The World SF Blog showcases science fiction writers from around the world and you recently started the World SF Travel Fund, a charity that helps international members of the science fiction, fantasy, and horror community travel to major genre events. As someone with their eye on authors from around the world, what are you noticing regarding non-Anglo speaking writers?
I think it’s not so much the industry but the Internet – the fact that the means of communication have radically changed – which gives people more access. Translations are still pretty much non-existent – though a particular hat tip to Ken Liu, who’s been doing an amazing job translating Chinese short stories recently. But you know, when I look over the last 3 years (since we launched the World SF Blog and published The Apex Book of World SF) it does feel like something has happened. I’d like to think so, at any rate. – read the full interview.
Just wanted to draw your attention to a short story I published on my blog yesterday: Enter The Dragon. Later, Enter Another – which deals with a future increasingly dominated by the effects of multiple WikiLeaks…
Julian Assange’s Impenetrable Fortress of Ice lies on top of Mount Terror, on Ross Island in Antarctica.
It is a beautiful, icy desolation, hiding inside it the Planet’s Most Wanted Man. His name is Julian.
The Fortress is patrolled at all times by WikiLeaks guerrillas, battle-hardened veterans of the War on Info, the War on Terror, the War for Family Values and the American Way of Life. Behind its sheer ice walls the WikiLord resides in utilitarian splendour, banks of computers broadcasting a continuous digital signal to overhead satellites, spreading the word. The words.
Data. All, as the faithful say, is Data.
Information wants to be free.
They bred me out of the black vats, deep underground, moulded me out of the greatest warriors of all time, General Schwarzkopf and Chuck Norris with a hint of Idi Amin, a touch of Bruce Lee. I am the Dragon. I kill at the speed of thought. I come to Antarctica as men have done over centuries, by sea. A British ice-breaker deposits me on frozen land. Broken icebergs drift across the ocean. I practice by breaking solid ice with my bare hands. I stare up at the frozen volcanoes, at Mount Erebus and Mount Terror. Erebus is a beautiful cone of snow and ice, but the eye is drawn to Terror, where battle drones fly like dark birds in the sky.
I kill a bear with only my knife and wear its hide.
I am ready for this task, as ready as I can ever be.
I reach the volcano.
I begin to climb.
The Iraq War was a computer simulation. Thousands of sentient ghosts died within its cycles of warfare. Viruses of Mass Destruction wrecked havoc on a sculpted landscape, a PR coup d’état for the American infidels. The truth is everywhere you look, just pick up the signal, reality is not what you see, it is what you think it is.
The first Assange I eliminated was in Paris. He was a version 5.02, without the killer instincts as yet, blond almost white-haired, a charismatic, preaching the word on the Rue Saint Michel.
As I ran away from the scene of my crime Mandela-bots chased me, telling me there is another way. I did not want their truth, nor reconciliation. I escaped by speedboat on the Seine, already I was booked for a second job, in Tel Aviv.
On Dizengoff Street I eliminated the Assange preaching sedition, a later model, war programming upgraded, he put up a fight, his knife routines were beautifully choreographed but I am the Dragon, and I completed my mission and flew to Riyadh.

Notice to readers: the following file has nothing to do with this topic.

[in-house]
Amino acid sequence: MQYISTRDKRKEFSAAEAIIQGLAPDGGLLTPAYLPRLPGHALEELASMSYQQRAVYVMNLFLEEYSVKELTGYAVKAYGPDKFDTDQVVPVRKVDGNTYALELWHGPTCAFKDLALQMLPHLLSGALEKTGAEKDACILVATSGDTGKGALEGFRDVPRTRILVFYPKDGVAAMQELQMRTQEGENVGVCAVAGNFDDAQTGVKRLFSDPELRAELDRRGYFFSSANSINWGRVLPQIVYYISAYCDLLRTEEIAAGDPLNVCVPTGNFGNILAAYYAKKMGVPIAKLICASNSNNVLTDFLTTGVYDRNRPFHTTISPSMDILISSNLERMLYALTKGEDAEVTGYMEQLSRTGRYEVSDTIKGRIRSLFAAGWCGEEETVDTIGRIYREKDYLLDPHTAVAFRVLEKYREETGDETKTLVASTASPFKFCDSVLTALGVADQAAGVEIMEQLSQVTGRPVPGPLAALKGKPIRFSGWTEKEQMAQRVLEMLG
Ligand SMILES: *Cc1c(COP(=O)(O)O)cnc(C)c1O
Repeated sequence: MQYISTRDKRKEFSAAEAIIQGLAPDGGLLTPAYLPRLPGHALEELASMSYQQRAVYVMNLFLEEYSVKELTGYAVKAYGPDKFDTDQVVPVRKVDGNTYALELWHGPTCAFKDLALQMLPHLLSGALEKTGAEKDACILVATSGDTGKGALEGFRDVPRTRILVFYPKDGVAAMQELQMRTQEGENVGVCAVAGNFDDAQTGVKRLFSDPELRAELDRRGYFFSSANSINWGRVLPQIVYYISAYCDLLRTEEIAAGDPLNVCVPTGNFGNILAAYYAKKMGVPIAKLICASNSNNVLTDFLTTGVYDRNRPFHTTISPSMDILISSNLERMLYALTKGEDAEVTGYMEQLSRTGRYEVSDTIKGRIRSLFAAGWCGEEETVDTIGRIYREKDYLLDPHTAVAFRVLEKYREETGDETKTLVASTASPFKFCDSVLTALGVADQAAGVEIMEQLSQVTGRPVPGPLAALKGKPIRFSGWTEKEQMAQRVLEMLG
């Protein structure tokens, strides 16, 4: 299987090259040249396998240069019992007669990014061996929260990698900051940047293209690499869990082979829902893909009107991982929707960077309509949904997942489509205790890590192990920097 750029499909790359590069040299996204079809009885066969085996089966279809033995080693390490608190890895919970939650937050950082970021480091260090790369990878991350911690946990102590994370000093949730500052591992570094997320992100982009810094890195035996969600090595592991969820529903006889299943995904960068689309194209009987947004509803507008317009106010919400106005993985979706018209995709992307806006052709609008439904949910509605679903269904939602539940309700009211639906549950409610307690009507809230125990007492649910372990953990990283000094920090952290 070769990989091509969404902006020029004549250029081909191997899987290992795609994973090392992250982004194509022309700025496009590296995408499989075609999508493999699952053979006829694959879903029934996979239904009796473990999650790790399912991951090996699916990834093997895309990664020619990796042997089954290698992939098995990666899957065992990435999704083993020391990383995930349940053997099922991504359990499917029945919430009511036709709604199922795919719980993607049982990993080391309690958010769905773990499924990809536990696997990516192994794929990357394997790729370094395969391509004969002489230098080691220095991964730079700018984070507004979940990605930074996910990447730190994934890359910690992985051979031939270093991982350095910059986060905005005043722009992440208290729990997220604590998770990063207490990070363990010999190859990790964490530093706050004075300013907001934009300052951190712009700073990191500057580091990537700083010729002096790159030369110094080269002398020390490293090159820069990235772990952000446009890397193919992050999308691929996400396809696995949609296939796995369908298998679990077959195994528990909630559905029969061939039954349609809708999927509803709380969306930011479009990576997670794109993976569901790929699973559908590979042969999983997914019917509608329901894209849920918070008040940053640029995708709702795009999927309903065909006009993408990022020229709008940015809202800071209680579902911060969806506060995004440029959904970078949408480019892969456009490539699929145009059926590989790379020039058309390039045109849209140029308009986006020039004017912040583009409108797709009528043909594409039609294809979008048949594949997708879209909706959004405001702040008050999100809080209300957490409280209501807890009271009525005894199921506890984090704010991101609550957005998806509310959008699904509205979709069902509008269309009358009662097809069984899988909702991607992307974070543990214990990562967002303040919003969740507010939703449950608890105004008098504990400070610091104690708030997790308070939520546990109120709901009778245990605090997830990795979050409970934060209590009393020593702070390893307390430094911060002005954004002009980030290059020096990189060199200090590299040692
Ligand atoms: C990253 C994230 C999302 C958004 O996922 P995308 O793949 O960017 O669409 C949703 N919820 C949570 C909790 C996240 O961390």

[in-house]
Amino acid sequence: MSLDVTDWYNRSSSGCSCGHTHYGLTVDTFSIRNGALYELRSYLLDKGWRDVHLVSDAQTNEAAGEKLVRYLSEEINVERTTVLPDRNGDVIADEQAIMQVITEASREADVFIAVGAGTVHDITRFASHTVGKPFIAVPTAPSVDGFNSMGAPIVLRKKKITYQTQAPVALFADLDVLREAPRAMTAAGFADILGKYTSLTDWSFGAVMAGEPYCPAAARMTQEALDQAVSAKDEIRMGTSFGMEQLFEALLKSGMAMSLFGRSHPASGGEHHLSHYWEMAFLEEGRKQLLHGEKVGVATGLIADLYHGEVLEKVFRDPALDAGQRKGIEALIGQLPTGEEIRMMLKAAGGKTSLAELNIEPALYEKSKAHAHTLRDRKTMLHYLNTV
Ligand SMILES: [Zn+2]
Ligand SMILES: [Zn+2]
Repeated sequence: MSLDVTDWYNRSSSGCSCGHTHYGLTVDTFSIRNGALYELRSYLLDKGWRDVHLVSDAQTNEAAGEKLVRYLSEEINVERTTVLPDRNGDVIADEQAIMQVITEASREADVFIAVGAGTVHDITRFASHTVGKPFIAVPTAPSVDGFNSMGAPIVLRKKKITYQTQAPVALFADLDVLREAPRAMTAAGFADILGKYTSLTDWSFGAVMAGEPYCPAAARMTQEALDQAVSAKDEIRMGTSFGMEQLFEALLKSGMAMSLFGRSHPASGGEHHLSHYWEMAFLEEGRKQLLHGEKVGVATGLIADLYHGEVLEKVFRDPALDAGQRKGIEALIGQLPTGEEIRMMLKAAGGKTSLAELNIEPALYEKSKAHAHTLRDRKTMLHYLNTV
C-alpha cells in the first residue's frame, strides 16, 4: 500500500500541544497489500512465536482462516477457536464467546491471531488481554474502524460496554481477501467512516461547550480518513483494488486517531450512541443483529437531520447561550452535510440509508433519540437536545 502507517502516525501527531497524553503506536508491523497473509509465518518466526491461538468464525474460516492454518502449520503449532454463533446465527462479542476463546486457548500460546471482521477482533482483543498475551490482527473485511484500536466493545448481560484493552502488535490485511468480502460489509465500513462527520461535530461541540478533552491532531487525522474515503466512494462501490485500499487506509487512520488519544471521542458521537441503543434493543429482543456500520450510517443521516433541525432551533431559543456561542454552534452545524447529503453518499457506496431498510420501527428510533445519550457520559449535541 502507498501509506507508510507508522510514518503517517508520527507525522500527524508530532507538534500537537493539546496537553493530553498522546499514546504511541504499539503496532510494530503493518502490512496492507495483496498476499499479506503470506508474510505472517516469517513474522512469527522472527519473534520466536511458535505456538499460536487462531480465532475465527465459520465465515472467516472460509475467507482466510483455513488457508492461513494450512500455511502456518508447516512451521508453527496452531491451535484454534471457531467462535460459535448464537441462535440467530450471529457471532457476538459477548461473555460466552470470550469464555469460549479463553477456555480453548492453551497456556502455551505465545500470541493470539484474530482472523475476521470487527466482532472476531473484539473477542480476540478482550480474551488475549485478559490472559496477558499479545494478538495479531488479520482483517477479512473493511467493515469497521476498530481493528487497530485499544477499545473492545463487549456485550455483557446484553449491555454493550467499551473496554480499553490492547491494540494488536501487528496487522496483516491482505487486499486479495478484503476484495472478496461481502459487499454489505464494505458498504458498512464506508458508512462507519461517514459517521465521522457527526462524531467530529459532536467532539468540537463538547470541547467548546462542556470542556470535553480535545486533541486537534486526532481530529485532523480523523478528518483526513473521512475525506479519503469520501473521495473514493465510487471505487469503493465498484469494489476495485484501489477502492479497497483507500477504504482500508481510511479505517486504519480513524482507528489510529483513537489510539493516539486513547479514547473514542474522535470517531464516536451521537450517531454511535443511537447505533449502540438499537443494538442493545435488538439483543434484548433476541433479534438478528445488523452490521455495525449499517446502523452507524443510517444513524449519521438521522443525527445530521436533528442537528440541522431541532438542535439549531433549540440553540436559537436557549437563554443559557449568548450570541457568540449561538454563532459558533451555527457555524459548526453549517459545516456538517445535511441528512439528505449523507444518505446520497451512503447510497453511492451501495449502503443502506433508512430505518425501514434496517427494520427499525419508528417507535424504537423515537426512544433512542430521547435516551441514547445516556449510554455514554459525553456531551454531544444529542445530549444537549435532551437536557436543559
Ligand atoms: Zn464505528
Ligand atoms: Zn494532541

There had been seven Assanges in Riyadh but none when I left.
Lavie Tidhar is currently preoccupied with urgent matters, but you can listen to him in the latest episode of The Skiffy and Fanty Show.
Lavie Tidhar’s Osama Released for the Kindle
Osama, published by PS Publishing in the UK, has been called “intensely moving” by Interzone, and a “powerful and disturbing political fantasy by a talent who deserves the attention of all serious readers” by Strange Horizons.
Osama tells the story of a private detective hired to locate the obscure writer of pulp novels featuring one Osama bin Laden: Vigilante. The detective’s quest takes him from Vientiane to Paris, London, New York and Kabul, across a subtly-changed world where nothing is quite as it seems – including himself.
Locus called the novel “a provocative and fast moving tale that raises good questions not only about the heritage of Al Qaeda, but about the slippage between reality and sensational fiction that sometimes seems to define our own confused and contorted experience of the last couple of decades.”
Tidhar is the author of the popular steampunk novels The Bookman and Camera Obscura, and is a current World Fantasy Award nominee for his work on the World SF Blog.
PS Publishing is the award-winning publisher of limited hardcover editions by the likes of Stephen King, Ray Bradbury, China Mieville and Lawrence Block, among others.
A DRM-free e-book edition of the novel, in mobi and epub formats, is also available directly from PS Publishing, as are the hardcover edition and a signed hardcover edition limited to just 100 copies.
The Portal interviews Lavie Tidhar, about the World SF Blog, nomination for the World Fantasy Award, the World SF Travel Fund, writing and new novel Osama:
Q: What does the blog’s tagline “ideologically suspect” encompass?
A: Well, it’s a bit tongue-in-cheek, obviously. Occasionally I’d play with different sub-headings. But I think it has a serious undertone, too: that we’re challenging a lot of the underlying assumptions of “default” sf/f. You know, when James Gunn says, “American science fiction is the base line against which all the other fantastic literatures in languages other than English must be measured”–you know–all other fantastic literature!–then yes, ideologically we’re thousands of miles apart. Physically too, of course! We’re saying, “This isn’t how things are, or should be.” And if it means poking the occasional stick at a bloated and egotistical corpse, then hell, let’s have fun doing it, at least!
Q: What’s the story of the World SF Travel Fund’s genesis?
A: The fund is something I’ve been kicking around for a while, but it was the current list of World Fantasy Awards nominations–particularly, Charles Tan being nominated in the Special Award – Non Professional category – that helped crystallize the idea into a tangible form. I felt–we felt–that Charles deserved to be there for the ceremony, whether he won or lost–and of course he couldn’t go. The stark reality is that he could never afford it.
So we got together–quite a few people–to make this happen. First, to bring Charles over for the World Fantasy Convention and, second, to be able to help other people that way in the future. It’s very exciting being able to do that! - read the full interview.